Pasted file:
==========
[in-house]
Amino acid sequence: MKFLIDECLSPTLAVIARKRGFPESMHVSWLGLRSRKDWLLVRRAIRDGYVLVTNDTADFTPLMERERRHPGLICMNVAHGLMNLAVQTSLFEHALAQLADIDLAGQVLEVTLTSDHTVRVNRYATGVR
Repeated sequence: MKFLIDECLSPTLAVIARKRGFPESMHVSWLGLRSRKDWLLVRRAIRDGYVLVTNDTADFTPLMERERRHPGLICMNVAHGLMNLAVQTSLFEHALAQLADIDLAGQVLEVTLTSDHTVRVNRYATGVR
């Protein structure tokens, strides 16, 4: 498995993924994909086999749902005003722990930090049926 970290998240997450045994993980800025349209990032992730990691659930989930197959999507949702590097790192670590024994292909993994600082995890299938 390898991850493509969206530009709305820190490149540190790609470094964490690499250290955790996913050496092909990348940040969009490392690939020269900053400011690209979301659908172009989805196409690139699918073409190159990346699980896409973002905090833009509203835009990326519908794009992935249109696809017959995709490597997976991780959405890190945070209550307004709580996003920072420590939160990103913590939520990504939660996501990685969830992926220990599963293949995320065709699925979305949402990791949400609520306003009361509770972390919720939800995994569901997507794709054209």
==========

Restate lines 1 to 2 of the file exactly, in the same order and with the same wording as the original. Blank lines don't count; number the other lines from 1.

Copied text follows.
[in-house]
Amino acid sequence: MKFLIDECLSPTLAVIARKRGFPESMHVSWLGLRSRKDWLLVRRAIRDGYVLVTNDTADFTPLMERERRHPGLICMNVAHGLMNLAVQTSLFEHALAQLADIDLAGQVLEVTLTSDHTVRVNRYATGVR